For example, I'm starting with '66 models, so I will certainly use the '66 frame to start. If I had my druthers though, for my ultimate Triumph I might choose the '65 frame because of the steeper head angle, and the '69 swing arm because it is stronger. But if you were more cruising more and did less town riding, you might choose a different frame. I am curious to know why Mecchanica chose the frame/subframe he did; the criteria he used might make me re-think my choice. (And when I get done with frame/chassis questions, I have a bucket of engine questions for him too.)

For my ultimate Triumph, I would use later model internal spring forks, and the DLS front brake. Why? I like the looks of the later forks, and they work better. (I bet someone even has a preference among the later model forks; I don't know enough about them to know if some are better than others.) While the disc brake probably makes more sense than the DLS from a strictly performance standpoint, I like the way the DLS brake looks. On the other hand, if one was substantially lighter than the other, I might have to go with the lighter one.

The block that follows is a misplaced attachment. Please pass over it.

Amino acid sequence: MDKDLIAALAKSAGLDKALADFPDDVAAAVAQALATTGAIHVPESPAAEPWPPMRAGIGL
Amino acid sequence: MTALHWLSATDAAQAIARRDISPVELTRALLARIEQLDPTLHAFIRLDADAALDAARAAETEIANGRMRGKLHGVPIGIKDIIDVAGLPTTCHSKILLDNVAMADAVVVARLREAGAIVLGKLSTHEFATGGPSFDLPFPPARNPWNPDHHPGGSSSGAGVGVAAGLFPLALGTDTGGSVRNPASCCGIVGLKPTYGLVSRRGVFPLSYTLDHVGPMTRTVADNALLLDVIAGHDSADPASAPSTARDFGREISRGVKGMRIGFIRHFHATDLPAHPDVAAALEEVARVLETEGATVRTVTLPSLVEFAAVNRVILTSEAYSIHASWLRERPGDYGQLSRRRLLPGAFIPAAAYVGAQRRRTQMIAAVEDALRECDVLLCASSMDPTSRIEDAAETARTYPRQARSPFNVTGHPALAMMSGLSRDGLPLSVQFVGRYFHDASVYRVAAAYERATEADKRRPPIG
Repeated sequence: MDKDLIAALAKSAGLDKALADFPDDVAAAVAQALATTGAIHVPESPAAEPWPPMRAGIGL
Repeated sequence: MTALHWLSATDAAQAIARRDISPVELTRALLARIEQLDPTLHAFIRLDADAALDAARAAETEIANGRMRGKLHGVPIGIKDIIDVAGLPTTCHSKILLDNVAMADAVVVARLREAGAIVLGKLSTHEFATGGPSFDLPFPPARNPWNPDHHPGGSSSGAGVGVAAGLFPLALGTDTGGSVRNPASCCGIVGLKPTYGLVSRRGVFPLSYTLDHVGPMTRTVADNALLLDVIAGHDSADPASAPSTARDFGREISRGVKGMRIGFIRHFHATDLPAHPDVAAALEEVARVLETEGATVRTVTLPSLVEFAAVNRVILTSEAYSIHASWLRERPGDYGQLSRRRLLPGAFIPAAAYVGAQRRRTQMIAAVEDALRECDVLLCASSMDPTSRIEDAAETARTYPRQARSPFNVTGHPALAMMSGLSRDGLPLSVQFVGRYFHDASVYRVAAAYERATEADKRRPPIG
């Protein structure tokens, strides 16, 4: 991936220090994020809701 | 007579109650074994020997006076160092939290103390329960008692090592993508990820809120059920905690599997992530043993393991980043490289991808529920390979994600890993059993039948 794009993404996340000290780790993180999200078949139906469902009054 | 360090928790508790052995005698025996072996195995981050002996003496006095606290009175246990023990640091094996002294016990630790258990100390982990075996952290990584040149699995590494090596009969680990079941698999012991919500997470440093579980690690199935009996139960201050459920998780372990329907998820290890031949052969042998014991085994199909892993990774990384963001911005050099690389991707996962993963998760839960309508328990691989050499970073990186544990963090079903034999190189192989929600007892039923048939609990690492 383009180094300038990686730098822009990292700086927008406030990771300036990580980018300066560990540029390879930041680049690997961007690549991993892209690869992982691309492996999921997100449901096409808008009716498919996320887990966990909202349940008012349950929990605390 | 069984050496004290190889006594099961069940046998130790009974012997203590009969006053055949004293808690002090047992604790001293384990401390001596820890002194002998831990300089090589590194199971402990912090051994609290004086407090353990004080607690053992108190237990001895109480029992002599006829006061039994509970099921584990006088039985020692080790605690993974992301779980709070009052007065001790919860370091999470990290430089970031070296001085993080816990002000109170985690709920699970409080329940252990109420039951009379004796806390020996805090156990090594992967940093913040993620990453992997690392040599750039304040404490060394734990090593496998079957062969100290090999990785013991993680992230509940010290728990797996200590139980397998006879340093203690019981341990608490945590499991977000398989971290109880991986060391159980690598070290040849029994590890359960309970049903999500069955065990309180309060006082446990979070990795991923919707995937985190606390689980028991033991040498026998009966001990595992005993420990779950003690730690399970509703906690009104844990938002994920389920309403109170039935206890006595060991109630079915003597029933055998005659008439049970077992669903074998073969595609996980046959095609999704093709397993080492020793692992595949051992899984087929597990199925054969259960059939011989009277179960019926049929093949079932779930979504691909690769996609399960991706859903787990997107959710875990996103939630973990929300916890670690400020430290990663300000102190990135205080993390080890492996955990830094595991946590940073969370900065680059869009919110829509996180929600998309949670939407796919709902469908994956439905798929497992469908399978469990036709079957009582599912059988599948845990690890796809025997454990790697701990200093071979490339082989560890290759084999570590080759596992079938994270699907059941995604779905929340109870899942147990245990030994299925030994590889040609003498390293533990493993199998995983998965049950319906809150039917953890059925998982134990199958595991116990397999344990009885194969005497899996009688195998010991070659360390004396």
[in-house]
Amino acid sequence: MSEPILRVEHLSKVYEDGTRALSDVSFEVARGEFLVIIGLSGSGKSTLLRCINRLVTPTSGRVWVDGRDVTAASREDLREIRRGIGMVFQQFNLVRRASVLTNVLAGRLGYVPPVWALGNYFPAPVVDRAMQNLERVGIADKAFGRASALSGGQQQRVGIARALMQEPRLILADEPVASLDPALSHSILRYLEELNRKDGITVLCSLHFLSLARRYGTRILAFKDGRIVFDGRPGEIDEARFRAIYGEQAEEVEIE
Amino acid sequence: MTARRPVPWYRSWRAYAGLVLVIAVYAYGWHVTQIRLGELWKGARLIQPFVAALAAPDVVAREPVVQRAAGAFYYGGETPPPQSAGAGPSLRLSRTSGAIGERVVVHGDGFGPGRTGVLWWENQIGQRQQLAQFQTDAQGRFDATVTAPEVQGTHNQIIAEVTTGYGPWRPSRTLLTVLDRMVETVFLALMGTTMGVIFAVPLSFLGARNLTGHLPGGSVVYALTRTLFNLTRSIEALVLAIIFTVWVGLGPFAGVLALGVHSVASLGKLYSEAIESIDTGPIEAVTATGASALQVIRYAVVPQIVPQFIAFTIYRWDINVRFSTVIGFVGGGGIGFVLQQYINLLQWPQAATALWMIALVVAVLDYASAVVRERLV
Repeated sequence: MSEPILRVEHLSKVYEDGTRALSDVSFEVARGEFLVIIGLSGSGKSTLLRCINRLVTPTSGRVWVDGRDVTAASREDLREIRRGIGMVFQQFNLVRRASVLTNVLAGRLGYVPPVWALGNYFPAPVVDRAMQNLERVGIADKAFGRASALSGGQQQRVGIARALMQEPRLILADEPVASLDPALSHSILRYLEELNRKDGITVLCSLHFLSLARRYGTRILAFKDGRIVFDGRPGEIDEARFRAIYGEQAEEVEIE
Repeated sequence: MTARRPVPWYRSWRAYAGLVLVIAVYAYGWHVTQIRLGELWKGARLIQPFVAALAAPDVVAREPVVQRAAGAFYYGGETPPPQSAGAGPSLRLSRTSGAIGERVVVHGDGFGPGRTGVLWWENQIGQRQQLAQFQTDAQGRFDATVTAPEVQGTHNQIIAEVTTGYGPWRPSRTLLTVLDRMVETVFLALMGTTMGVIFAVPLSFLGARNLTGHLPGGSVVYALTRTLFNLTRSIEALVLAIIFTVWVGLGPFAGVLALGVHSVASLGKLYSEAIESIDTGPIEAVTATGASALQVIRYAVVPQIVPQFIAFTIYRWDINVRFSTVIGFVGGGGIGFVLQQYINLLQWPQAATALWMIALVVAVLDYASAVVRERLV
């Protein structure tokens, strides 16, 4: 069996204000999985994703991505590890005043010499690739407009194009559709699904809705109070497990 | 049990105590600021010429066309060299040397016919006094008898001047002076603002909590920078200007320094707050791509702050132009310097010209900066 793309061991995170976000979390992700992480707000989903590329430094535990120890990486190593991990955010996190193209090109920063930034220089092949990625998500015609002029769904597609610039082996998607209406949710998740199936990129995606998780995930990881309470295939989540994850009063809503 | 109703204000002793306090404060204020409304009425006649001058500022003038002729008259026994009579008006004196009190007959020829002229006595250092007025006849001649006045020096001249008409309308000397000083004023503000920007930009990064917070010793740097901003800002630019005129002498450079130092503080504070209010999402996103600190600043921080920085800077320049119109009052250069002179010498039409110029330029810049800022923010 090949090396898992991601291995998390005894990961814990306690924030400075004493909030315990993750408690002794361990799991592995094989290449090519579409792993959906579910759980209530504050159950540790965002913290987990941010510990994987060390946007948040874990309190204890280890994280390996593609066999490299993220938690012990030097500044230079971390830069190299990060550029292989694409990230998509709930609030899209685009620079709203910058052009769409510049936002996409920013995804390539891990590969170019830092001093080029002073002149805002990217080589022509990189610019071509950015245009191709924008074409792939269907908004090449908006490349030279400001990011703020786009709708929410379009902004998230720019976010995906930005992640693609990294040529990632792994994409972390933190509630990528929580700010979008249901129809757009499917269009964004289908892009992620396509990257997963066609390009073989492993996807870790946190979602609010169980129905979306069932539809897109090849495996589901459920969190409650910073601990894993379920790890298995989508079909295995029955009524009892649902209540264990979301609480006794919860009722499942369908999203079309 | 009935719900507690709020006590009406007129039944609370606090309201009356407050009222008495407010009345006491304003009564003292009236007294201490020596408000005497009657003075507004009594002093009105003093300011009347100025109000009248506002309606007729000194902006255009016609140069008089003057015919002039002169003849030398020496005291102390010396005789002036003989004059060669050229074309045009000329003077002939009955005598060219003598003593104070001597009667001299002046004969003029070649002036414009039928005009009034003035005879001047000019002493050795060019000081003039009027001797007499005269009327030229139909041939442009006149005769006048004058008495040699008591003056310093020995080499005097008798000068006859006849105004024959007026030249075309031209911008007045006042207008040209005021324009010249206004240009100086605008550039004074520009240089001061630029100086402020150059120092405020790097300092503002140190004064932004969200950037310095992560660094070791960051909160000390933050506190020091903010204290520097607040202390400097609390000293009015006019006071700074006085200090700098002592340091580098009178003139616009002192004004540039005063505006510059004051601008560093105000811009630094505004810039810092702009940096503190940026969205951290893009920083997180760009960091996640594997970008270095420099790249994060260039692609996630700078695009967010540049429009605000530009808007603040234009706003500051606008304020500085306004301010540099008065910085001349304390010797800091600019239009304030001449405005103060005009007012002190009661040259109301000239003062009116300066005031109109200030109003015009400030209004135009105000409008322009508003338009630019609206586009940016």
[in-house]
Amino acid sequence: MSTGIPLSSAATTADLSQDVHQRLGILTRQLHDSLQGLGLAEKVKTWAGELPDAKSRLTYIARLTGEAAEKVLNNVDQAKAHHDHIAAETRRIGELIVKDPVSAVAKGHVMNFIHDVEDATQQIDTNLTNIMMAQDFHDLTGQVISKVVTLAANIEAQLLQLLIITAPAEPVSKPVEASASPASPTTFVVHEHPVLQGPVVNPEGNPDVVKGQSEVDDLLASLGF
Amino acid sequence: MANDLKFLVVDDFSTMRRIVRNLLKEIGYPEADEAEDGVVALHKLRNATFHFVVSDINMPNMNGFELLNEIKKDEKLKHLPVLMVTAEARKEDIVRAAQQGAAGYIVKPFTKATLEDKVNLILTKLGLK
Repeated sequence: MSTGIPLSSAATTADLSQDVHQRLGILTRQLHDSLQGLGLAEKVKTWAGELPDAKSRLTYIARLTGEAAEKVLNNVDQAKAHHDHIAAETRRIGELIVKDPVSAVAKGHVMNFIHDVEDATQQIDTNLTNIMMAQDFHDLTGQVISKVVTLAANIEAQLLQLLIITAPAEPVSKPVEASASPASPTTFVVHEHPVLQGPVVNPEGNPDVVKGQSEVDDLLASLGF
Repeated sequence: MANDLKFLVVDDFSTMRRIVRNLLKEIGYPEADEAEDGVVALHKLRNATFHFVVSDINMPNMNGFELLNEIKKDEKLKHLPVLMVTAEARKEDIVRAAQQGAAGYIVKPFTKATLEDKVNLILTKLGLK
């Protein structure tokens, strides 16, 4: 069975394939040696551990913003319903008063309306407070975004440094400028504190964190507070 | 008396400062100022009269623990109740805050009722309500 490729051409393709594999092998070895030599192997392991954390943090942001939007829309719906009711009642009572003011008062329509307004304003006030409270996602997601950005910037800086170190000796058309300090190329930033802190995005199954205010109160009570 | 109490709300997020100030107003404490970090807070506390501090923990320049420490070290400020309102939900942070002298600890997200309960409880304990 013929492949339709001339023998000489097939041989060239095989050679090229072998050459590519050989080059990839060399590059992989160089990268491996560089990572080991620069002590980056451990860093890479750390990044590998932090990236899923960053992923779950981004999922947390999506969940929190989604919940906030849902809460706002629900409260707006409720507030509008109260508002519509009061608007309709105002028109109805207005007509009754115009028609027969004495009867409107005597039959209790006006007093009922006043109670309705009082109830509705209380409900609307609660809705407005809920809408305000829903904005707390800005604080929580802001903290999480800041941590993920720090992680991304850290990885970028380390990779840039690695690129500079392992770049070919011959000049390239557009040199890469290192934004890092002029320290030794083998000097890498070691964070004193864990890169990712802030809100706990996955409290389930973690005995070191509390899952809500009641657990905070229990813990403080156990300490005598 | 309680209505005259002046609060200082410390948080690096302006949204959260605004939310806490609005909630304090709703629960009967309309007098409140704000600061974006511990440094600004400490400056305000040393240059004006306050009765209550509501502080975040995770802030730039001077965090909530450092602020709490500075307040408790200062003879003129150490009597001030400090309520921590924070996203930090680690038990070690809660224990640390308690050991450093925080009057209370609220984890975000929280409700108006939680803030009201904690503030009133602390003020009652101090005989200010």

To me, getting the bike as light as possible is important. Light weight generally means better performance and handling. I spent many hours when I was racing trying to figure our how to make my racers lighter. (I bet I had one of the lightest CMFs on the track by the time I got done with it.) So given the choice between parts of similar functionality, I would be inclined to choose the lighter one.

So c'mon Ben. What would you use, if you were building from the ground up, with a free hand?